What knowledge and skills do you want to develop through this lesson? In order to effectively use media analysis and other media literacy approaches, it is crucial to start with your curriculum goals. In building the lesson, you'll also need to decide what vocabulary and background information students will need to have in order to navigate through this lesson - and whether the teacher will need to provide that information ahead of time, whether the students can gain that information from an assigned reading prior to the lesson, or whether the students will be able to get that information during the lesson itself.
Media literacy is an extension of traditional literacy that applies the concepts of "reading" and "writing" to include the wide range of media forms through which we get information, ideas and impressions today [SEE What do we mean by "media"? under Selecting Media Documents]. Media literacy skills include having access to relevant media content and technologies, awareness of our media choices and their impact on us, understanding basic aspects of media content and production, analysis of media messages, evaluation of a message's credibility and usefulness, creation of one's messages through a range of media formats, reflection on our reactions to media messages and the impact of our own media productions on others, participation in collective activities related to media analysis and production, and taking action based on these abilities.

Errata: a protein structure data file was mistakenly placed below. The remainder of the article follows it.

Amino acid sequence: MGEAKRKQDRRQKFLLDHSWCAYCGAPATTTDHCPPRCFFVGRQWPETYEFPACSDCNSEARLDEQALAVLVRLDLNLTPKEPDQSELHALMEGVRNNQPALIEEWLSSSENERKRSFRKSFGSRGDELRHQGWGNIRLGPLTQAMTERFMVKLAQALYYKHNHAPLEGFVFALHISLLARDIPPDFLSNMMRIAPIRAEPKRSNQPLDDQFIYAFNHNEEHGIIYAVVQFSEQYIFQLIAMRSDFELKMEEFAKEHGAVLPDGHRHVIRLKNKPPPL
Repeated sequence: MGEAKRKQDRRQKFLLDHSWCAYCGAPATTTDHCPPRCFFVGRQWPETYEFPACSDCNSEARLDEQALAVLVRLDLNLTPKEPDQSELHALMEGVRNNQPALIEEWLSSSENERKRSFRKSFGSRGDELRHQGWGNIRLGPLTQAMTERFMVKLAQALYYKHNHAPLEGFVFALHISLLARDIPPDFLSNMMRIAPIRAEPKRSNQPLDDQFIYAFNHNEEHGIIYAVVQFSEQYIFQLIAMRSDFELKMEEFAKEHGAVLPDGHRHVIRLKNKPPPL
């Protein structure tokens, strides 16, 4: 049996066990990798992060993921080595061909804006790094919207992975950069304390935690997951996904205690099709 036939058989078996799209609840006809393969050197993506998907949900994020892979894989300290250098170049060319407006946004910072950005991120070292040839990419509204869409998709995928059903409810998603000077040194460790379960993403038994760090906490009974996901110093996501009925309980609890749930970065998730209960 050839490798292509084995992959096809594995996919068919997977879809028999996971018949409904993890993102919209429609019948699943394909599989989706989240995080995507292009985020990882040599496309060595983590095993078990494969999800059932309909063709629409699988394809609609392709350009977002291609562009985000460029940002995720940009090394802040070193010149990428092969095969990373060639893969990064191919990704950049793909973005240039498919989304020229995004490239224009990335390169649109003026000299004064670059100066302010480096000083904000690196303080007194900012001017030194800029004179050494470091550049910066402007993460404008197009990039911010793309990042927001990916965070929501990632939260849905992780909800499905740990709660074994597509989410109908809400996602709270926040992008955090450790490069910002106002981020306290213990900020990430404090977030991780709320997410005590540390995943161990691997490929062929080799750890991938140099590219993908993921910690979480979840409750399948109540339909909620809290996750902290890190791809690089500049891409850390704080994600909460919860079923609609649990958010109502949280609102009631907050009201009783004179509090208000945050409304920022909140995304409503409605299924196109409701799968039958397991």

- Media literacy goals in Project Look Sharp lessons include the following:
- Critically analyze and critique/evaluate media constructions/representation.
- Analyze credibility, bias and truth in in diverse media constructions.
- Identify, analyze, and discuss different views/perspectives in media constructions.
- Recognize the power of words and images to influence a target audience.
- Analyze media documents for key media literacy concepts relating to audience, authorship, message and representation.
- Analyze diverse storytelling techniques to convey messages.
- Identify the qualities/strengths and weaknesses of different media forms.
The Common Core Standards state: "The need to conduct research and to produce and consume media is embedded into every aspect of today’s curriculum. In like fashion, research and media skills and understandings are embedded throughout the Standards rather than treated in a separate section… Students need the ability to gather, comprehend, evaluate, synthesize, and report on information and ideas, to conduct original research in order to answer questions or solve problems, and to analyze and create a high volume and extensive range of print and nonprint texts in media forms old and new." [SEE: Common Core Standards] The emphasis on a close reading of informational text in the ELA Common Core Standard sand CCS for literacy in social studies and science is directly addressed through the deep reading and analysis of media documents that are part of inquiry-based approaches used in media literacy. [SEE: Common Core Relationship to Media Literacy]